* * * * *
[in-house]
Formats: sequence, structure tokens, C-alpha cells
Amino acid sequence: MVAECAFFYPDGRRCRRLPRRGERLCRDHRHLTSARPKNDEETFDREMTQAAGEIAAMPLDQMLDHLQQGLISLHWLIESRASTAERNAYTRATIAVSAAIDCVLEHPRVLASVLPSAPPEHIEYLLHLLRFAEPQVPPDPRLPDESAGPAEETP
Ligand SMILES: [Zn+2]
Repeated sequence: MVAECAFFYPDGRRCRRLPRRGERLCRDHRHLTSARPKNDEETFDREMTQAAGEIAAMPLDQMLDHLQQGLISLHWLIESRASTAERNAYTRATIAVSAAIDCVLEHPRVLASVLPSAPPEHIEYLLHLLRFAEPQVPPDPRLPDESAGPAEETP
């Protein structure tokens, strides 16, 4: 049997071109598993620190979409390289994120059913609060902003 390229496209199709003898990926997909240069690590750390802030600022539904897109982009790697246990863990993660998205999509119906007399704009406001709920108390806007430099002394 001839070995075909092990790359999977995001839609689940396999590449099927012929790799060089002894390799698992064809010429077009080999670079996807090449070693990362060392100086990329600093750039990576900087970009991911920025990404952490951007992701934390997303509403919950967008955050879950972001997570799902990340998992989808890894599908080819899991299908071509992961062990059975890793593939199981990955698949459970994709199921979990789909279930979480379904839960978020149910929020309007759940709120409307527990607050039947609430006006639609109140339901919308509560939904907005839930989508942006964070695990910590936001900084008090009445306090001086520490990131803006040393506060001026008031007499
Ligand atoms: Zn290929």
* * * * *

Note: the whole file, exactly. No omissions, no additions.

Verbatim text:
[in-house]
Formats: sequence, structure tokens, C-alpha cells
Amino acid sequence: MVAECAFFYPDGRRCRRLPRRGERLCRDHRHLTSARPKNDEETFDREMTQAAGEIAAMPLDQMLDHLQQGLISLHWLIESRASTAERNAYTRATIAVSAAIDCVLEHPRVLASVLPSAPPEHIEYLLHLLRFAEPQVPPDPRLPDESAGPAEETP
Ligand SMILES: [Zn+2]
Repeated sequence: MVAECAFFYPDGRRCRRLPRRGERLCRDHRHLTSARPKNDEETFDREMTQAAGEIAAMPLDQMLDHLQQGLISLHWLIESRASTAERNAYTRATIAVSAAIDCVLEHPRVLASVLPSAPPEHIEYLLHLLRFAEPQVPPDPRLPDESAGPAEETP
């Protein structure tokens, strides 16, 4: 049997071109598993620190979409390289994120059913609060902003 390229496209199709003898990926997909240069690590750390802030600022539904897109982009790697246990863990993660998205999509119906007399704009406001709920108390806007430099002394 001839070995075909092990790359999977995001839609689940396999590449099927012929790799060089002894390799698992064809010429077009080999670079996807090449070693990362060392100086990329600093750039990576900087970009991911920025990404952490951007992701934390997303509403919950967008955050879950972001997570799902990340998992989808890894599908080819899991299908071509992961062990059975890793593939199981990955698949459970994709199921979990789909279930979480379904839960978020149910929020309007759940709120409307527990607050039947609430006006639609109140339901919308509560939904907005839930989508942006964070695990910590936001900084008090009445306090001086520490990131803006040393506060001026008031007499
Ligand atoms: Zn290929």